Rasta Got Soul


After a six-year pause since his last proper reggae record (and then the riddim driven Too Bad album in ’06), Buju Banton returns with his most roots album to date in Rasta Got Soul. The album brings a more politically fueled Banton than we’ve seen in some time, running the gamut of more traditional ragga in “Magic City” to the seventies funk of “Sense of Purpose” and the sing song real talk of “Bedtime Stories,” in which Banton talks of a child who’s father is gunned down.

In what amounts to a fifteen year stint as a dancehall tuff chatter to his present Rastafarian invocation, Banton has endured more than a fair share of controversy for the homophobic tilt of some of his songs. Rasta Got Soul maintains an optimism that is hard to align with the public's opposition to his personal beliefs. On “Lend a Hand” for instance, Banton sings “Lend a hand to da brotha, lend a hand to da sista,” asking his audience to be conscious of thy neighbors. With stalwart emphasis on being a conscious contributor to society at large, the album plays anthemic for those in need of some real upliftment.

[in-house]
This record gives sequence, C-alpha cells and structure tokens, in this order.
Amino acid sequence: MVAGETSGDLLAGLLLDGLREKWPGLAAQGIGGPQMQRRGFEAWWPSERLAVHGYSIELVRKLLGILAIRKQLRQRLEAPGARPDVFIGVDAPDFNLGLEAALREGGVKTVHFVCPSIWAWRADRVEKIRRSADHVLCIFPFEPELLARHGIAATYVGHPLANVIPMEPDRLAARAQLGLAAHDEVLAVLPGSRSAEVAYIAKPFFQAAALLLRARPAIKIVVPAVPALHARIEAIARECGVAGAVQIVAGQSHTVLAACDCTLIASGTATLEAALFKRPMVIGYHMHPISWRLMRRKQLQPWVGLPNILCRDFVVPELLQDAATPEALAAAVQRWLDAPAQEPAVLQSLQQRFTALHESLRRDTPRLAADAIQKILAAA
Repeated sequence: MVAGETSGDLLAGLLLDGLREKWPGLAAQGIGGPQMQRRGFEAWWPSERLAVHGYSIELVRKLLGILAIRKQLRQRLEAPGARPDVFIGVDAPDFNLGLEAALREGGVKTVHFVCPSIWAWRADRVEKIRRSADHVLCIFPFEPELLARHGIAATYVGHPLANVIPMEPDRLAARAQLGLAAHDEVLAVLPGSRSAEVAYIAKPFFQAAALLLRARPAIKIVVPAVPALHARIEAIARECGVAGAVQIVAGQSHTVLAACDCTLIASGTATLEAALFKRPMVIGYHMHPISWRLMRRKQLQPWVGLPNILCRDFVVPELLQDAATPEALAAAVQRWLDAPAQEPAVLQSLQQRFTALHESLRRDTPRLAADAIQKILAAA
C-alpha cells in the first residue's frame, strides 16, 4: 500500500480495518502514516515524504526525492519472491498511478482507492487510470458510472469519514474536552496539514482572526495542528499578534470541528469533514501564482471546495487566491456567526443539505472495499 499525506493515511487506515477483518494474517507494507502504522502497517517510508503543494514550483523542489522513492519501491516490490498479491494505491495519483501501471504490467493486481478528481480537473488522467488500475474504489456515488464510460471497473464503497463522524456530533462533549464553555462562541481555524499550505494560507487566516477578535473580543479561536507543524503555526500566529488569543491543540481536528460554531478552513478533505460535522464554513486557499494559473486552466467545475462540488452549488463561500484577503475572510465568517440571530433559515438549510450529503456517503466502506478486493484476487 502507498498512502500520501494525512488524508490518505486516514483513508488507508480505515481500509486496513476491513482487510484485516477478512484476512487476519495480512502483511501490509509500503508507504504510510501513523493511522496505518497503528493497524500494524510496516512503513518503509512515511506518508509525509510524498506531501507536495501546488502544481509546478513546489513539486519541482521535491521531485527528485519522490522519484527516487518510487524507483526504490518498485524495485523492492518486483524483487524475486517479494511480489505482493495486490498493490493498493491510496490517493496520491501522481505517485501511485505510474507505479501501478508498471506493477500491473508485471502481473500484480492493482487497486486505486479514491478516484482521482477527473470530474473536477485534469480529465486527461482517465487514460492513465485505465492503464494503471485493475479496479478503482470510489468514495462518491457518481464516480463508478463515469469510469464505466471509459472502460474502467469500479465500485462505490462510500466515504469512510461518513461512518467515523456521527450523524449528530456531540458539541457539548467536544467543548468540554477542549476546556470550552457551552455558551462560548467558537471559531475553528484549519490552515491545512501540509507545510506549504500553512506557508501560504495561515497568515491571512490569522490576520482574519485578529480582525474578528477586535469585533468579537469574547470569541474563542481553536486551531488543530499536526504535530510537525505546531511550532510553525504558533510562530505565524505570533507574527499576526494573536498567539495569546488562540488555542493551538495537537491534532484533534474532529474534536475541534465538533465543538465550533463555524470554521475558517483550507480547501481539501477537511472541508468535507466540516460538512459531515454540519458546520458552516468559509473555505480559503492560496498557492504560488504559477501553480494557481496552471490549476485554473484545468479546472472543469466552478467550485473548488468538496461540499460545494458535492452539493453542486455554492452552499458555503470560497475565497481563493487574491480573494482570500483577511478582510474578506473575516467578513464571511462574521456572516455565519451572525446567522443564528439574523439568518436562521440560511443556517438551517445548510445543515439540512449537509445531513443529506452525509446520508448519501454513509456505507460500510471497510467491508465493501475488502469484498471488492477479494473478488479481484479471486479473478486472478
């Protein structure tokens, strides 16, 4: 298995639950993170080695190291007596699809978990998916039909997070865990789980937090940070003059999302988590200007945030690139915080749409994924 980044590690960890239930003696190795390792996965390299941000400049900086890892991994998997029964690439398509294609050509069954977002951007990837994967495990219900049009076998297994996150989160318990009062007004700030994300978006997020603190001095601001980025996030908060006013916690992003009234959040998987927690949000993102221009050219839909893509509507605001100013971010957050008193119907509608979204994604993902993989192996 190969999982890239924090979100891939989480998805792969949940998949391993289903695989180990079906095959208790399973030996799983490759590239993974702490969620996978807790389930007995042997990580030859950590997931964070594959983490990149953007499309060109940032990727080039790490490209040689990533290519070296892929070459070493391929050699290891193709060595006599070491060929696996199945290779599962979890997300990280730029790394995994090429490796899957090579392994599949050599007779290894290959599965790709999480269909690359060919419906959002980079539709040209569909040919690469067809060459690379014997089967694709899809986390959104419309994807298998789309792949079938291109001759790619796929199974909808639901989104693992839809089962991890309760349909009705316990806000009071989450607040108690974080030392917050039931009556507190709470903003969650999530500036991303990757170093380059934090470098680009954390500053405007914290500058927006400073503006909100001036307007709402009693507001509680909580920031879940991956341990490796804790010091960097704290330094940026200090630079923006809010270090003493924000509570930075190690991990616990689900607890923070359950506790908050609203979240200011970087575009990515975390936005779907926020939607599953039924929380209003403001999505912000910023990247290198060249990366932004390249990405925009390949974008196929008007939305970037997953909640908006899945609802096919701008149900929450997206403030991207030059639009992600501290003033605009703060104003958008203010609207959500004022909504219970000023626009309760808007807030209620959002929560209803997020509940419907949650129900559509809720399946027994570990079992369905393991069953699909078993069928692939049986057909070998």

Still Rasta Got Soul wavers on the brink of monotony and as an actual dancehall fan I can’t help but want a little more dance from the legendary Gargamel. And while the musical arrangement certainly does certify Banton’s veteran status, it’s his diversity and oddness that placed him at the pinnacle of contemporary Jamaican music. Nerdy observations aside, Rasta Got Soul is an album for lying under the Ackee tree with a smile, watching neighbors pass to and fro.—Erin Hansen

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Rasta Got Soul